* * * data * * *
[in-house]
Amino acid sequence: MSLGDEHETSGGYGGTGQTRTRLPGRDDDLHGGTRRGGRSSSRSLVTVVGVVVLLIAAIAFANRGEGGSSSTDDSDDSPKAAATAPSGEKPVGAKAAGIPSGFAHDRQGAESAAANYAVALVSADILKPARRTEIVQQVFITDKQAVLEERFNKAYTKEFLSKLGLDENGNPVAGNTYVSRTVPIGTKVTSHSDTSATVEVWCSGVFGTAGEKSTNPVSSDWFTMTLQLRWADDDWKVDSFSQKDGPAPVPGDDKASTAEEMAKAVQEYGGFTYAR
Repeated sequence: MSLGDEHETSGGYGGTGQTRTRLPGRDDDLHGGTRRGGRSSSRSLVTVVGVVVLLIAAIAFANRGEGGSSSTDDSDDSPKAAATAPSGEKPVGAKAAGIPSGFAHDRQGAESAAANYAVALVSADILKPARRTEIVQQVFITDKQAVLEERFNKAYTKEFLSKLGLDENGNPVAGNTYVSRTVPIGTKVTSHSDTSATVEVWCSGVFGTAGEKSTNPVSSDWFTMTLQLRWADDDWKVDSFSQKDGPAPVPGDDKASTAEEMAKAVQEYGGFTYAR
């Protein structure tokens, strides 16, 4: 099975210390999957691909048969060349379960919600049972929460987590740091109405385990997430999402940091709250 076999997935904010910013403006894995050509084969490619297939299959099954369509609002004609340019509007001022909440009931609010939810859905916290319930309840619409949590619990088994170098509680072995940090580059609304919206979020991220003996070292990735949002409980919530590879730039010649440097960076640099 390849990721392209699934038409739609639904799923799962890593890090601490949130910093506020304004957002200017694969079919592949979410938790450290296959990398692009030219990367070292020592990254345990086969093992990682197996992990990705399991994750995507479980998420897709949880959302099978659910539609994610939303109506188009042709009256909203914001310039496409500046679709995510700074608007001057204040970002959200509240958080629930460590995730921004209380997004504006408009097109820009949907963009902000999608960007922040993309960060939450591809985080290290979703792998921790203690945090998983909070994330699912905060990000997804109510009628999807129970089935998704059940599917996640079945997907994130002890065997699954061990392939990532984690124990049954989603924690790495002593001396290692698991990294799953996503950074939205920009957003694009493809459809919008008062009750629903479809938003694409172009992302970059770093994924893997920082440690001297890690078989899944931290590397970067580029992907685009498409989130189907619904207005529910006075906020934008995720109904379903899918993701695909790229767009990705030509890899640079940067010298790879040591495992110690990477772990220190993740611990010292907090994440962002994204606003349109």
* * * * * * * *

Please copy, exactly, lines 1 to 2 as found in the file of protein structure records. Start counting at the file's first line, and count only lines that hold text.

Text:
[in-house]
Amino acid sequence: MSLGDEHETSGGYGGTGQTRTRLPGRDDDLHGGTRRGGRSSSRSLVTVVGVVVLLIAAIAFANRGEGGSSSTDDSDDSPKAAATAPSGEKPVGAKAAGIPSGFAHDRQGAESAAANYAVALVSADILKPARRTEIVQQVFITDKQAVLEERFNKAYTKEFLSKLGLDENGNPVAGNTYVSRTVPIGTKVTSHSDTSATVEVWCSGVFGTAGEKSTNPVSSDWFTMTLQLRWADDDWKVDSFSQKDGPAPVPGDDKASTAEEMAKAVQEYGGFTYAR